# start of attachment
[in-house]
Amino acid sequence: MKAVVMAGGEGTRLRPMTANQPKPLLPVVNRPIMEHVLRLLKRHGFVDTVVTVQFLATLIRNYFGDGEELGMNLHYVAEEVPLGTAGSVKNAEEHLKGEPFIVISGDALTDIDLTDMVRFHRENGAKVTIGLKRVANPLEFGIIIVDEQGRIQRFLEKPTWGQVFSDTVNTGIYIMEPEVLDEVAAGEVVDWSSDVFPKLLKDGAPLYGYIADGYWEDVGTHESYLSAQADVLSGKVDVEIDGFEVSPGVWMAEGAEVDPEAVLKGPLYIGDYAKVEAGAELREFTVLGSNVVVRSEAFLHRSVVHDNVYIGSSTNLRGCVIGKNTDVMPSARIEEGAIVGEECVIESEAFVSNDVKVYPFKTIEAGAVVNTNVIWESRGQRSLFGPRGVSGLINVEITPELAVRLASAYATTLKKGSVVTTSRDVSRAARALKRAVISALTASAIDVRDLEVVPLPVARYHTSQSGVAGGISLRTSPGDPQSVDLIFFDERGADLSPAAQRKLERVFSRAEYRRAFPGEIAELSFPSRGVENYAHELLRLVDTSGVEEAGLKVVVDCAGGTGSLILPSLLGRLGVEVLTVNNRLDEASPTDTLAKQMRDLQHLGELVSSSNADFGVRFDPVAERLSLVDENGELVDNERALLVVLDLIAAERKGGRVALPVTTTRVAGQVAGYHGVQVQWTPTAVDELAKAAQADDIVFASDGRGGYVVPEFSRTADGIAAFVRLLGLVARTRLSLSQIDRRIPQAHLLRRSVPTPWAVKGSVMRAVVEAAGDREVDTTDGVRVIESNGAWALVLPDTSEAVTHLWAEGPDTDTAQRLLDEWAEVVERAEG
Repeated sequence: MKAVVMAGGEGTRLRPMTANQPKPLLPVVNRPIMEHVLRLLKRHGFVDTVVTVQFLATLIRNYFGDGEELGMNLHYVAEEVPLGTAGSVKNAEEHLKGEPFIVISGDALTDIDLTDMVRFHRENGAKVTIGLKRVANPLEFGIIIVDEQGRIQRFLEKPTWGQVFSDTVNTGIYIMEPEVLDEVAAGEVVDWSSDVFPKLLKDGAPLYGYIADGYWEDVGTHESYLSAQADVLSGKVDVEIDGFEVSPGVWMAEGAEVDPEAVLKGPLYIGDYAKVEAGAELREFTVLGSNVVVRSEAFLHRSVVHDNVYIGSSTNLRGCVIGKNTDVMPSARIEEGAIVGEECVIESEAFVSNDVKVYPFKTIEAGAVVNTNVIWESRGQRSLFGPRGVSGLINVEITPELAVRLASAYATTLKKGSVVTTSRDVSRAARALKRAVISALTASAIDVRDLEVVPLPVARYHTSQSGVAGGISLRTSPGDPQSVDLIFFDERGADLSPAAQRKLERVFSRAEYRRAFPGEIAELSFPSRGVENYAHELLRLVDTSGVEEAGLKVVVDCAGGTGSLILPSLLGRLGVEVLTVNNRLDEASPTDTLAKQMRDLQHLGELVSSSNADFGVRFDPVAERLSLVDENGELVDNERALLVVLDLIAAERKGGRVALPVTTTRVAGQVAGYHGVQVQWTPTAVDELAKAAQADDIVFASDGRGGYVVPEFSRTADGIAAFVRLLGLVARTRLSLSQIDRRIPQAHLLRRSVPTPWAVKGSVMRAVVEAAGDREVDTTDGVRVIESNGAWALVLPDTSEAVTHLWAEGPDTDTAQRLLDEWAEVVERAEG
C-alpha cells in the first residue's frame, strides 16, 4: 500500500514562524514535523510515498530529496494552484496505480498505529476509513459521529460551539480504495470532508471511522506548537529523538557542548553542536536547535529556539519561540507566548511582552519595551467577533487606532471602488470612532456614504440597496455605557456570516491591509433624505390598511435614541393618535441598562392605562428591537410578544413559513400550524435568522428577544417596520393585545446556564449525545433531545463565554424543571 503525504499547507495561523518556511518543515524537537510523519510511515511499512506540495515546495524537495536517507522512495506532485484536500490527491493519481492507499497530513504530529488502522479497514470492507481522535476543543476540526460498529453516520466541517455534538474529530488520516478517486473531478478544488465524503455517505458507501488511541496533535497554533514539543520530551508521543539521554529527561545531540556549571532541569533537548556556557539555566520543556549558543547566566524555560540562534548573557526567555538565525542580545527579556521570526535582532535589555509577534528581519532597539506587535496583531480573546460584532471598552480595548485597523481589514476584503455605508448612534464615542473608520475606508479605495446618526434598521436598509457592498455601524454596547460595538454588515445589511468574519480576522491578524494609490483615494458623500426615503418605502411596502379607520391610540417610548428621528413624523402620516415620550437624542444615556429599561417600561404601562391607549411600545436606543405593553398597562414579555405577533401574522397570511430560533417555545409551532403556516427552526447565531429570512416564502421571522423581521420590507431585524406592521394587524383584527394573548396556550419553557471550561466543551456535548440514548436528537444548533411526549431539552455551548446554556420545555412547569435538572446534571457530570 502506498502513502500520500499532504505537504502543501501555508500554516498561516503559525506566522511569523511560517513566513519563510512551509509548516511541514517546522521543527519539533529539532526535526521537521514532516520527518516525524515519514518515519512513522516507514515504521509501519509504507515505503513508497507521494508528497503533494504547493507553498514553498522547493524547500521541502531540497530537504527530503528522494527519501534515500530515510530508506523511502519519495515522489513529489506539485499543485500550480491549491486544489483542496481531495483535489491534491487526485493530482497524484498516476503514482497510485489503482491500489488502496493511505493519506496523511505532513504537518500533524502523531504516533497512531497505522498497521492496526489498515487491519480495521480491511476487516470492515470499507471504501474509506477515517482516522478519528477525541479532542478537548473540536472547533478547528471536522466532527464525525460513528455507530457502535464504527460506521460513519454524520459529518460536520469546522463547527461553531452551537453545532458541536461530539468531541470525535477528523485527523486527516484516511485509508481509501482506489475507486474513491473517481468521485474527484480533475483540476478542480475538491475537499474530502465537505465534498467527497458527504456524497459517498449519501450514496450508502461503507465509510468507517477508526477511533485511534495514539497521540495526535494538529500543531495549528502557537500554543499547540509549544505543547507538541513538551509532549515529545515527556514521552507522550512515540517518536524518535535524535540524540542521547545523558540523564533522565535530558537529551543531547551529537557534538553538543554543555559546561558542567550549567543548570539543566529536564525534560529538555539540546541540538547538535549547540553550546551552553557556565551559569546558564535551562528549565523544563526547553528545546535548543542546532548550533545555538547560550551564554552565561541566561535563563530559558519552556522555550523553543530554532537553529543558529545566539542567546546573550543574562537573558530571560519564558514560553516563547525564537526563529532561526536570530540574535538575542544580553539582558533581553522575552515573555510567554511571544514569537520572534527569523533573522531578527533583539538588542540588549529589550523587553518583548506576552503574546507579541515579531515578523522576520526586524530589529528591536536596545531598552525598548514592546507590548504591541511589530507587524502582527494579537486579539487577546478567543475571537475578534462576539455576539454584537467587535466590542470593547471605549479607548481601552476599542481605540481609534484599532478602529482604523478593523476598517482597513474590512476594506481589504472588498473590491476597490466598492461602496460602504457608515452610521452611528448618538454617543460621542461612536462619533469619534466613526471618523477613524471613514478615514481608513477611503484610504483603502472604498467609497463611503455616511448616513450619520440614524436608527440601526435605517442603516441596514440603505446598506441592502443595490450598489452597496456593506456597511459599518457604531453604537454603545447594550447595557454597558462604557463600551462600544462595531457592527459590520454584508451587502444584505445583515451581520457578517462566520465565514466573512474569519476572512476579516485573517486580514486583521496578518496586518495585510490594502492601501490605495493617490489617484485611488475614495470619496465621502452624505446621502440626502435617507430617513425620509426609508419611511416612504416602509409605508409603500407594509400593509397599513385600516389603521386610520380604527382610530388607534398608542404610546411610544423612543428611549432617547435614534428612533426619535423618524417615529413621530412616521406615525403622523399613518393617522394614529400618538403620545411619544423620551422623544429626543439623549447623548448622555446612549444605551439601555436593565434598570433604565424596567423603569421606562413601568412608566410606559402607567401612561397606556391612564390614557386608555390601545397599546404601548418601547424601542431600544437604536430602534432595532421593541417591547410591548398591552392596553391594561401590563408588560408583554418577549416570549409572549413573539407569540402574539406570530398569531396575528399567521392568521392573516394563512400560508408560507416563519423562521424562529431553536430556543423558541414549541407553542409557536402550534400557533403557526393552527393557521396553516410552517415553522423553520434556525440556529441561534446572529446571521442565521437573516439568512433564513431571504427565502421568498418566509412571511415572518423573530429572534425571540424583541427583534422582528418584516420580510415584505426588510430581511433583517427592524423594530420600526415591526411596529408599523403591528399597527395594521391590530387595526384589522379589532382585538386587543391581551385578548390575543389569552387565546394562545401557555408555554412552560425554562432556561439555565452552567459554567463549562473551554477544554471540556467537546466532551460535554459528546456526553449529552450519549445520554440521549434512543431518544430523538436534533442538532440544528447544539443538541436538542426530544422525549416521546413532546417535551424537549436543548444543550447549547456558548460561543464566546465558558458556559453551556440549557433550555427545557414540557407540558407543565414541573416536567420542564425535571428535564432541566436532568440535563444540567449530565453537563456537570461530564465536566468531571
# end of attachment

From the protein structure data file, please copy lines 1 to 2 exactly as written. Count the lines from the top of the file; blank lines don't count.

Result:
[in-house]
Amino acid sequence: MKAVVMAGGEGTRLRPMTANQPKPLLPVVNRPIMEHVLRLLKRHGFVDTVVTVQFLATLIRNYFGDGEELGMNLHYVAEEVPLGTAGSVKNAEEHLKGEPFIVISGDALTDIDLTDMVRFHRENGAKVTIGLKRVANPLEFGIIIVDEQGRIQRFLEKPTWGQVFSDTVNTGIYIMEPEVLDEVAAGEVVDWSSDVFPKLLKDGAPLYGYIADGYWEDVGTHESYLSAQADVLSGKVDVEIDGFEVSPGVWMAEGAEVDPEAVLKGPLYIGDYAKVEAGAELREFTVLGSNVVVRSEAFLHRSVVHDNVYIGSSTNLRGCVIGKNTDVMPSARIEEGAIVGEECVIESEAFVSNDVKVYPFKTIEAGAVVNTNVIWESRGQRSLFGPRGVSGLINVEITPELAVRLASAYATTLKKGSVVTTSRDVSRAARALKRAVISALTASAIDVRDLEVVPLPVARYHTSQSGVAGGISLRTSPGDPQSVDLIFFDERGADLSPAAQRKLERVFSRAEYRRAFPGEIAELSFPSRGVENYAHELLRLVDTSGVEEAGLKVVVDCAGGTGSLILPSLLGRLGVEVLTVNNRLDEASPTDTLAKQMRDLQHLGELVSSSNADFGVRFDPVAERLSLVDENGELVDNERALLVVLDLIAAERKGGRVALPVTTTRVAGQVAGYHGVQVQWTPTAVDELAKAAQADDIVFASDGRGGYVVPEFSRTADGIAAFVRLLGLVARTRLSLSQIDRRIPQAHLLRRSVPTPWAVKGSVMRAVVEAAGDREVDTTDGVRVIESNGAWALVLPDTSEAVTHLWAEGPDTDTAQRLLDEWAEVVERAEG